Newark, with its rich history as an epicenter for the production and trade of jewelry and accessories in the 19th and early 20th centuries, has been a site of creativity and innovation in the world of contemporary fashion for more than 75 years. A generation of inspiration has come out of the Brick City,

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In one of his famed self-portraits, Omar Victor Diop, a Senegalese photographer and artist, wears a three-piece suit and an extravagant paisley bow tie, preparing to blow a yellow, plastic whistle. The elaborately staged photograph evokes the memory of Frederick Douglass, the one-time fugitive slave who in the 19th century rose to become a leading abolitionist, activist, writer and orator, as well as the first African American to be nominated for vice president of the United States.

Diop is no stranger to portraying the aches and hopes of Black people across the world. Throughout his oeuvre, which incorporates historical references and costumes, he has highlighted the vital role of Black and African figures in world history, celebrated the dignity of African migrants and refugees, weaved together the history of Black protests from the Selma march to the Soweto uprising in South Africa, and examined the impact of climate change on Africa and the Global South.

Through his bold images, Diop examines the interplay between African and diasporic experiences by knitting together the past and present.

“I am fascinated and surprised about how Africa is still present in everything an African American would do; they don’t even realize it,” said Diop, who lives and works in Dakar and Paris. “Sometimes you look at an African American in reality TV and you happen to be looking at your sisters and your aunts because of the expressions — it’s translated and said in English, but she could be in Dakar, speaking Wolof.”

Omar Victor Diop wearing a three-piece dark green suit with a white shirt and holding a yellow whistle close to his lips. His green paisley vest and bow tie match the background behind him.

Omar Victor Diop

In a 2015 self-portrait (top), from Diop’s series “Project Diaspora,” the artist emulates Frederick Douglass, who was the most photographed man of his era. Douglass sat for over 160 portraits, including a daguerreotype circa 1855 (bottom), to challenge negative representations of African Americans.

Frederick Douglass posing for a seated portrait, in mid-19th century attire. The portrait is black-and-white and encased in a gold frame.

Cultural Archive/Alamy

In a 2015

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You may not realize it, but the city of Philadelphia has played a significant role in African American history – from abolition to hip-hop and beyond. Did you know, for example, that the first abolitionist organization in the United States, The Society for the Relief of Free Negroes Unlawfully Held in Bondage, was founded in Philly in 1775? That’s a full year before the city would host the Second Continental Congress, which, of course, ended with the Declaration of Independence.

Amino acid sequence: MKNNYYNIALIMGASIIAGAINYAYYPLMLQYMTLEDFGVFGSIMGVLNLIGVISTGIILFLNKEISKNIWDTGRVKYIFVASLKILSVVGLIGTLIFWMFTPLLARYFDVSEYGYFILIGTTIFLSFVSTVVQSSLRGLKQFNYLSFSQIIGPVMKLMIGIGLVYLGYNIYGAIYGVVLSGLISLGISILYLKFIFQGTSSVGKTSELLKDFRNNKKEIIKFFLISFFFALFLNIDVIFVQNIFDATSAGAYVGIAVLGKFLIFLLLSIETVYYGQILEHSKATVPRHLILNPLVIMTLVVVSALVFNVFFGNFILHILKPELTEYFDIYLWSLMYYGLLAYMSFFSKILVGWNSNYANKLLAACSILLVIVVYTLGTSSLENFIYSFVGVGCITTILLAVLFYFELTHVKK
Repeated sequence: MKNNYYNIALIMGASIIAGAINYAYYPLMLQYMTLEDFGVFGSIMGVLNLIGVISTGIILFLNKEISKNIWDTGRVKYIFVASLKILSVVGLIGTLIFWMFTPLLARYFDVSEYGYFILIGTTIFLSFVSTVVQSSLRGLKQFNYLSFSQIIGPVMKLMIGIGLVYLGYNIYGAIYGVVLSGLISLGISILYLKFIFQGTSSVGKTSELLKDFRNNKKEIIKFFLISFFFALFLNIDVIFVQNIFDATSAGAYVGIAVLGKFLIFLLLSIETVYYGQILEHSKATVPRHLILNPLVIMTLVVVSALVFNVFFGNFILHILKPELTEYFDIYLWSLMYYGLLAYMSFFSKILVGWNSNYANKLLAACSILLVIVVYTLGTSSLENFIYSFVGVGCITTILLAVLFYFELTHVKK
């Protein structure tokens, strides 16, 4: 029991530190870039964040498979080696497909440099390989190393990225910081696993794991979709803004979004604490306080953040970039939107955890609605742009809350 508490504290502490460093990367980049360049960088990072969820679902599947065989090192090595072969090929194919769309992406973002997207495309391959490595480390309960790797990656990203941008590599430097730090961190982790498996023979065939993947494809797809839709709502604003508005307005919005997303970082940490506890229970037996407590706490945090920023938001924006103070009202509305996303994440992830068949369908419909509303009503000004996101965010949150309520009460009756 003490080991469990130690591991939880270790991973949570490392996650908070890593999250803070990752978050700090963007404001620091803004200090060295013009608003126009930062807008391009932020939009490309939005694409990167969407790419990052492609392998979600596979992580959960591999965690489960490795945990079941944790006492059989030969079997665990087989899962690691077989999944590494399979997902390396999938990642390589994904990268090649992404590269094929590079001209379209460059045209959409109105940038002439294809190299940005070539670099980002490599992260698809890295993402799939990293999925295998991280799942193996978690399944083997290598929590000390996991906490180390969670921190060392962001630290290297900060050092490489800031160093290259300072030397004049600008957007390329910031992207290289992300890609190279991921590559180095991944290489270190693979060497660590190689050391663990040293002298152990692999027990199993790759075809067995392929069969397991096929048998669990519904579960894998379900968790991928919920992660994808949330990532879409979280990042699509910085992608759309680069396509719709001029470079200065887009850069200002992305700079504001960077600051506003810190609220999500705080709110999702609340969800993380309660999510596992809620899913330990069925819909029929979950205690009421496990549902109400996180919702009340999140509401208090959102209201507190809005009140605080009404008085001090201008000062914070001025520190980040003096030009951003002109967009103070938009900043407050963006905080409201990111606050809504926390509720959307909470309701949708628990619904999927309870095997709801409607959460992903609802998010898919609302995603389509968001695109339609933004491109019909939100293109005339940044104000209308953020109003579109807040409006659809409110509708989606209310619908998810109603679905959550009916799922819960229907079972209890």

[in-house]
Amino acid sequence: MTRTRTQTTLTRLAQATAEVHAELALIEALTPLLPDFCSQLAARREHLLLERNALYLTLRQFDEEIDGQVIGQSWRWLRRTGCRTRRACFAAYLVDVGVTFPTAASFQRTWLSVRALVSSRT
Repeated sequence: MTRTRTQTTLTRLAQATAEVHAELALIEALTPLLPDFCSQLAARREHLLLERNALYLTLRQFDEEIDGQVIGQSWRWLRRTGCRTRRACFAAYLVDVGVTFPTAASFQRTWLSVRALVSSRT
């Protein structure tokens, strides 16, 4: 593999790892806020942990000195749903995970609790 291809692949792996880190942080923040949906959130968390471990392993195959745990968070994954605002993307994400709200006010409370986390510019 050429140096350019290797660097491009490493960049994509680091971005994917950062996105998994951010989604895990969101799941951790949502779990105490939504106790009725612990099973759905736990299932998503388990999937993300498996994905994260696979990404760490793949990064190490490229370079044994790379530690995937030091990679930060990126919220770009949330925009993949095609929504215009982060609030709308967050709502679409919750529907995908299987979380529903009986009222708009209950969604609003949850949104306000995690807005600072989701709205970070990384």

While the city is gearing up for the 250th anniversary of US independence in 2026, Philadelphia has always touted its role in the fight for the freedom of Black Americans proudly, with multiple historical sites dedicated to stops along the Underground Railroad. But Philly’s contribution to the fabric of African American culture doesn’t stop there. As hip-hop celebrates its 50th anniversary this year, Philadelphia’s contributions are undeniable: from half of Jay-Z’s legendary Roc-A-Fella Records roster, to Jimmy Fallon’s house band (or The Legendary Roots Crew, as hip-hop fans have known them for years), to our favorite 90s sitcom (and its 21st-century reboot) about a young man who was sent to live “with his auntie and uncle in Bel-Air.”

Today, this vibrant city is a melting pot of cultures, home to countless Black-owned restaurants and shops and host to some of The Culture’s favorite festivals. So why haven’t you been there recently or at all? Here are seven reasons to add Philly to your must-visit list this summer.

1. Festivals For All Seasons And All Reasons

From The Roots Picnic in early June to Made in America, which takes place over Labor Day weekend, Philly summers belong to the culture! The city’s many music festivals cover a multitude of genres, tastes and interests. Philly is also home to the Odunde